With a guide we kayak down river for approx 1 hour slowly and quietly drifting past local villages, farms and stunning landscape, and in the distance the Elephant Hills which rise above the rainforest.

We arrived at a historical local cave where we left our canoe guides and walked through to an area where a jeep was waiting to transport us to the Elephant Hills Elephant Reserve.

Here we spend the day assisting the local handlers to feed and wash the Elephants, prepare various foods and maintain extensive vegetable gardens.

Upon return to the camp we took a dip in the pool which rests at the base of the Limestone Mountains.

Dinner that evening included a cooking lesson in traditional jungle curries and a dance performance by children from a local school which is part of Elephant Hills Corporate Social Responsibility charter, the school directly benefits form a portion of profits from the camp and any donations guests make.

On our last day here we are transfer to the Elephant Hills other camp the Rainforest Camp, one of the only floating tented camps in the world, situated on one of Thailand’s most spectacular rainforest lakes.

See Rainforest Camp post for more information and follow Flickr link to see photos.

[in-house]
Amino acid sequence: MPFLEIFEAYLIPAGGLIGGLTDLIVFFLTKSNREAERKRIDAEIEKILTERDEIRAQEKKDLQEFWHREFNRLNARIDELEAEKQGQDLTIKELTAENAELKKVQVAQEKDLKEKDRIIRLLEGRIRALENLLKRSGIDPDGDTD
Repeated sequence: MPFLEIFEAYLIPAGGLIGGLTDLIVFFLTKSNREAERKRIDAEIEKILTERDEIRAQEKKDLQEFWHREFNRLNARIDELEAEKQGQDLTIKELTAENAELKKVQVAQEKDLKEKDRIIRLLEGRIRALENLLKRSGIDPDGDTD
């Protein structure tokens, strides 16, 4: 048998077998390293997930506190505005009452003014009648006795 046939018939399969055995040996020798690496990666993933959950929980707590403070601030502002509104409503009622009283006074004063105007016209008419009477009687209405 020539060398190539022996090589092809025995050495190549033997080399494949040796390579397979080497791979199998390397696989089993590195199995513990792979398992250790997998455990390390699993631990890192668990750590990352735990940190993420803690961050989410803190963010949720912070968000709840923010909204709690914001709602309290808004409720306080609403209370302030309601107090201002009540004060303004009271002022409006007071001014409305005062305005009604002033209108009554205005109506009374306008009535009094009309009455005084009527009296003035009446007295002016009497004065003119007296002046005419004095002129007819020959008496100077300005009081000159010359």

www.elephant-hills.com
http://www.facebook.com/ElephantHills

Shape Our Future – An Introduction

What is Shape Our Future?

In 2008 our founder, Geoffrey Gourley, Social Entrepreneur and Environmentalist from a young age, was selected to undertake a fellowship in sustainability leadership. Realising long ago the planet is not an infinite natural resource; Geoff understands the urgency needed to address climate change, environmental and ecological issues if we are to sustain humanity.

Shape Our Future was conceptualised and launched in 2008 with a vision to lead, develop and influence business and community to a sustainable future.

 “we invite you, to join with us, in shaping our future, making a contribution to preserving our beautiful planet and create a pathway for all future generations to live sustainably”. Geoffrey Gourley – Founder.

Our Vision

Lead, develop and influence business and community to a sustainable future through visioning, fostering and funding ecological, environmental and sustainable initiatives.

Our Objectives

• Develop ecological, environmental and sustainability projects in general with an emphasis on climate change and offsetting the deleterious effects of burning fossil fuels and global warming.

• Advise on, fund and influence business and the wider community to develop ecological, environmental and sustainability projects.

• Respond to the climate change crisis and its impact including developing a vision for a sustainable future that is feasible and able to be implemented by business and the community.

• Address and re-evaluate traditional thinking by looking differently at social, economic and environmental issues.

• Foster the creation of regions for the growth and protection of flora and fauna by the community in general or various sub-sets of the community where people can contribute, learn and assist with restoring our ecology and biodiversity.